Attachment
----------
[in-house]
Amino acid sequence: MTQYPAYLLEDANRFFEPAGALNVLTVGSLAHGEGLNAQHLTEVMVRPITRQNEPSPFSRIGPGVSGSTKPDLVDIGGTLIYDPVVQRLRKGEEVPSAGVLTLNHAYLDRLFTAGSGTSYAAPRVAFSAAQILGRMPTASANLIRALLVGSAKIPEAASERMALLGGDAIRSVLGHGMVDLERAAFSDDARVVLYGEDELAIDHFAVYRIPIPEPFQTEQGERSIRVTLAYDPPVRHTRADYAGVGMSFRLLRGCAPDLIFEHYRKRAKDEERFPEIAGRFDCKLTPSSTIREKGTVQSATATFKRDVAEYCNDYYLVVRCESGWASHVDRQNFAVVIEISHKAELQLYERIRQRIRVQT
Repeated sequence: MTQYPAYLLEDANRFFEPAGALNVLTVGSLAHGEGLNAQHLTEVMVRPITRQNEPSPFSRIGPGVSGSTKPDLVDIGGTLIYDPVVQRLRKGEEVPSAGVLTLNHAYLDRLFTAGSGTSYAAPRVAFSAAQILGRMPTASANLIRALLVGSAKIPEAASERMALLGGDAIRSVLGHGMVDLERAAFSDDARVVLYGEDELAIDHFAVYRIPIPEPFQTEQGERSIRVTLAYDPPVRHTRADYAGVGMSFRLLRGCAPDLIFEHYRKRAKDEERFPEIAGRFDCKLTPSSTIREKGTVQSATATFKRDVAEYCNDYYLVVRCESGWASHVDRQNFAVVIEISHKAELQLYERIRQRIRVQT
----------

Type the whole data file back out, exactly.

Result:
[in-house]
Amino acid sequence: MTQYPAYLLEDANRFFEPAGALNVLTVGSLAHGEGLNAQHLTEVMVRPITRQNEPSPFSRIGPGVSGSTKPDLVDIGGTLIYDPVVQRLRKGEEVPSAGVLTLNHAYLDRLFTAGSGTSYAAPRVAFSAAQILGRMPTASANLIRALLVGSAKIPEAASERMALLGGDAIRSVLGHGMVDLERAAFSDDARVVLYGEDELAIDHFAVYRIPIPEPFQTEQGERSIRVTLAYDPPVRHTRADYAGVGMSFRLLRGCAPDLIFEHYRKRAKDEERFPEIAGRFDCKLTPSSTIREKGTVQSATATFKRDVAEYCNDYYLVVRCESGWASHVDRQNFAVVIEISHKAELQLYERIRQRIRVQT
Repeated sequence: MTQYPAYLLEDANRFFEPAGALNVLTVGSLAHGEGLNAQHLTEVMVRPITRQNEPSPFSRIGPGVSGSTKPDLVDIGGTLIYDPVVQRLRKGEEVPSAGVLTLNHAYLDRLFTAGSGTSYAAPRVAFSAAQILGRMPTASANLIRALLVGSAKIPEAASERMALLGGDAIRSVLGHGMVDLERAAFSDDARVVLYGEDELAIDHFAVYRIPIPEPFQTEQGERSIRVTLAYDPPVRHTRADYAGVGMSFRLLRGCAPDLIFEHYRKRAKDEERFPEIAGRFDCKLTPSSTIREKGTVQSATATFKRDVAEYCNDYYLVVRCESGWASHVDRQNFAVVIEISHKAELQLYERIRQRIRVQT